Federal Finance Minister Penny Wong is refusing to guarantee the July 1 start date for Labor’s company tax cuts, but Trade Minister Craig Emerson insists the measure will be in the May 8 budget.
The government has promised a 1% tax cut from July for small business, with larger businesses set to receive the same cut in 2013-14.
The cut will be funded by the Minerals Resource Rent Tax, which is expected to pass through Parliament next week, but legislation for the tax cut is yet to be considered by Parliament.
Wong said while the government will “obviously bring forward” the legislation, she will not commit the government to the promised start date.
“We want to give small business a tax cut. But we first want to get the minerals tax through,” she told ABC Radio.
Wong said she would not play “word games” when asked to guarantee the tax cut to small business by July 1, and a planned 1% cut for big business in July 2013.
According to Wong, the government will wait for a report from its tax working group before proceeding with legislation. However, Emerson insists the measure will be in the May 8 budget.
Meanwhile, the Greens say while they are prepared to grant a tax cut to some medium-sized businesses – in addition to small business – they refuse to support tax cuts for larger firms.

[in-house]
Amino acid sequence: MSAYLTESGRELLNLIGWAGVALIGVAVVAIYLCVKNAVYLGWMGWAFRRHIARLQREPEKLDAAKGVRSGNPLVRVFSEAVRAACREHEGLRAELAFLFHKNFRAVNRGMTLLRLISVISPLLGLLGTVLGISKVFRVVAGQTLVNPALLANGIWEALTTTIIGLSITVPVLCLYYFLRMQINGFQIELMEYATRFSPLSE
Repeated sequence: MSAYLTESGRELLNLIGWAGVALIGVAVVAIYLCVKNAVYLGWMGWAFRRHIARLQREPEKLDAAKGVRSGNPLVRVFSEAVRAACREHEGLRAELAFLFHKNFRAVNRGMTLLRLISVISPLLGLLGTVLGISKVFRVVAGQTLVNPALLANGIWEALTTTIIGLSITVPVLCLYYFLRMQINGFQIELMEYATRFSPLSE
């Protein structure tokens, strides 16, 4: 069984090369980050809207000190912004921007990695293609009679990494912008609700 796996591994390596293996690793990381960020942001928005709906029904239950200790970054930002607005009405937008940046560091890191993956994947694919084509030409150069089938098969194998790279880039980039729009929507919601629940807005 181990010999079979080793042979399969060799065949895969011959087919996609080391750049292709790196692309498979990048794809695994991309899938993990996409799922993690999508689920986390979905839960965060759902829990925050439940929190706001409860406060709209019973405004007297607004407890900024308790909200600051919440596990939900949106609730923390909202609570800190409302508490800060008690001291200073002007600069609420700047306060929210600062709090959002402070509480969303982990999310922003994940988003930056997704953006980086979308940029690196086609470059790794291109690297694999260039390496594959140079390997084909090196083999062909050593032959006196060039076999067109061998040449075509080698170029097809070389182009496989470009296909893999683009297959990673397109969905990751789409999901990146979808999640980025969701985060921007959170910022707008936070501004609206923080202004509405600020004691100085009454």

According to Greens MP Adam Bandt, the Greens are prepared to negotiate on the $2 million threshold, which is defined as the boundary between a small and medium-sized business.
“Perhaps $2 million isn’t the right figure and that’s something that perhaps in the lead-up to the budget can be looked at, and we think should be looked at,” Bandt said.
However, the Greens are refusing to negotiate on allowing Labor’s proposed company tax cuts for big business.
Wong said while she accepts the Greens’ position because “they are not the party that claims to be the party of business,” the Liberal Party’s opposition to the tax cuts is “extraordinary”.
The Liberals are refusing to give their support to the company tax cuts because they will be funded by the mining tax, which the Liberals remain vehemently opposed to.
“What we have is a Liberal leader who is so addicted to saying no he is going to say no to tax cuts to small business,” Wong said.
“Last year, he (Tony Abbott) was saying he wanted a corporate tax cut – he was prepared to support tax cuts for the business community – but now he is saying no.”
“The only reason the Greens are relevant, for purposes of a broader tax cut for business, is because Tony Abbott is saying no.”